Cyprus Mail

Monastery project made possible ‘through mutual trust’

By Constantinos Psillides

THE first phase of the restoration work on the Apostolos Andreas monastery will be completed in 19 months, according to project leader Tiziana Zennaro, attributing the progress made to the “mutual trust between everyone involved.”

Zennaro headed a delegation of Greek Cypriot and Turkish Cypriot journalists who received a tour of the site yesterday and were informed on the progress made in restoring the monastery.

The restoration commenced two months ago headed by the UNDP offices in Cyprus, in collaboration with Partnership for the Future (UNDP-PFF) and facilitated by the Technical Committee on Cultural Heritage.

The Greek Cypriot head of the technical committee Takis Hadjidemetriou told reporters that the project was only made possible through “common struggle and mutual respect.”

“Through culture we can lay a sturdy foundation for the island’s future and show everyone what Greek Cypriots and Turkish Cypriots can accomplish,” he said.
His Turkish Cypriot counterpart, Ali Tuncay, said that the project was a testament to what Turkish Cypriots and Greek Cypriots could accomplish when working together.

“This is a cultural site of extreme importance. Apostolos Andreas isn’t just culuturally important for Greek Cypriots. It’s equally important for Turkish Cypriots and the rest of the world,” he said.

Architect and restoration expert Diomidis Miriantheas of the Patra University is overseeing the restoration.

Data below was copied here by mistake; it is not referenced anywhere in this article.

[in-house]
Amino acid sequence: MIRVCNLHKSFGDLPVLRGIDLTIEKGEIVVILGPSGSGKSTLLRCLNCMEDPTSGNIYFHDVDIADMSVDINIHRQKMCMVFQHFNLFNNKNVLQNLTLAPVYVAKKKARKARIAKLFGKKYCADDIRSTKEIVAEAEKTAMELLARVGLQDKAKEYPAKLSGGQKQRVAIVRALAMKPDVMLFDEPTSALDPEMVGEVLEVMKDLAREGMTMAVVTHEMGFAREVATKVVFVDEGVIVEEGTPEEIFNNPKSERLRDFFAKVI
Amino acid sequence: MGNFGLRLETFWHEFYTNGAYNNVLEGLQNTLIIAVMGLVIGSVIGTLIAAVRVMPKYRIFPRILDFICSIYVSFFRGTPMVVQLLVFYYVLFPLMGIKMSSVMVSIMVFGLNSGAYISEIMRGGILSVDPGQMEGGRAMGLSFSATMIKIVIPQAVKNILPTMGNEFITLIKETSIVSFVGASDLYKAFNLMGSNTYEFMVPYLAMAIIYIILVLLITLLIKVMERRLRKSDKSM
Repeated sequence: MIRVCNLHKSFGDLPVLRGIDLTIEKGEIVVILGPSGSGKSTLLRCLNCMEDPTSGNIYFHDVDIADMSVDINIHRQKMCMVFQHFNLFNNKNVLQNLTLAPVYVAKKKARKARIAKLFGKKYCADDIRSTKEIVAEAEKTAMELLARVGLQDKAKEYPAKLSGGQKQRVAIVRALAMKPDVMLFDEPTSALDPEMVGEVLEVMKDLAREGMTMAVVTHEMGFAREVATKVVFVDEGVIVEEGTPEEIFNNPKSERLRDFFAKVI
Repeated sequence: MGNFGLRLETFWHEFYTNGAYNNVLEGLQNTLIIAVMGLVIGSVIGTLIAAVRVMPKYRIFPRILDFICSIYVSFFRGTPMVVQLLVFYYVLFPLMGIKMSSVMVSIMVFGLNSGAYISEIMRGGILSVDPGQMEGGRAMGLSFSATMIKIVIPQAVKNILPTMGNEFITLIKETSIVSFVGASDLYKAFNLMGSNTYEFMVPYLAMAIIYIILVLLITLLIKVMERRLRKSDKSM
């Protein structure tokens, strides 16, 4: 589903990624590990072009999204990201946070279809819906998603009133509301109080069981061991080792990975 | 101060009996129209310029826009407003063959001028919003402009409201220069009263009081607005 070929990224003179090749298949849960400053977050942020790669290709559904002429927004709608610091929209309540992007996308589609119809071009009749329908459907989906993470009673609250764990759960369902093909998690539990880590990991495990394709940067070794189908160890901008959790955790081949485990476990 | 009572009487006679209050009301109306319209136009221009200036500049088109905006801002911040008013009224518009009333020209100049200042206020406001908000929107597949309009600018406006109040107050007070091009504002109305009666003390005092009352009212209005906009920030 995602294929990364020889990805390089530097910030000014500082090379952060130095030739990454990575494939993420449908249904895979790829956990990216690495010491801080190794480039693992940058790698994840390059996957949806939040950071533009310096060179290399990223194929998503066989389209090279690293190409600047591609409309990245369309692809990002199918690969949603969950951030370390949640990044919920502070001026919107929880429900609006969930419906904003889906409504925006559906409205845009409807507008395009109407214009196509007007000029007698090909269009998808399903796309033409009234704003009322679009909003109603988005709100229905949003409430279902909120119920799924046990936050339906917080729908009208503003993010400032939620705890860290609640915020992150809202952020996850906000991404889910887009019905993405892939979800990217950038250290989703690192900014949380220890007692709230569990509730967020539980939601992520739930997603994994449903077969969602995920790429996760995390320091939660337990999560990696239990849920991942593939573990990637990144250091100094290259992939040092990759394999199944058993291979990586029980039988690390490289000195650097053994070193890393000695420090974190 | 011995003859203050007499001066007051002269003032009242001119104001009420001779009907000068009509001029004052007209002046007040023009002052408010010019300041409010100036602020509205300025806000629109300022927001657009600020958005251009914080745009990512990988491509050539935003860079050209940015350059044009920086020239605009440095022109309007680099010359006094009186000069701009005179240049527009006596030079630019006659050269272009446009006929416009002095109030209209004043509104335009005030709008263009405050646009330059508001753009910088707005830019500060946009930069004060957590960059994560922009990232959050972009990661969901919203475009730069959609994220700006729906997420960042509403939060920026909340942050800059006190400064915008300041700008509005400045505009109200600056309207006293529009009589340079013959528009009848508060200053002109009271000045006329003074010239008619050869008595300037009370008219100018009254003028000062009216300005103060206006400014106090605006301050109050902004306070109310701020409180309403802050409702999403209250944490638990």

The United Nations awarded the tender for restoring the monastery to Greek Cypriot company ‘Fixico Constructions’ and Turkish Cypriot ‘Yakup’s Company, Tel-Za Construction Ltd’.

Asked about the condition of the monastery, Miriantheas said that despite being abandoned in 1974 and left to the elements, structurally the monastery was sound with the exception of the bell tower.

“The monastery was heavily damaged on the outside, especially its carved stone. Some spots that were hastily fixed with concrete must be removed and restored properly,” said Miriantheas, adding that floor of the monastery will be removed and fixed.

The architect attributed the extensive corrosion in the monastery’s metal parts to its proximity to the sea.

Following the restoration, the architects will also asses the ground’s quality and if need be take all necessary measures, according to the Turkish Cypriot architect.

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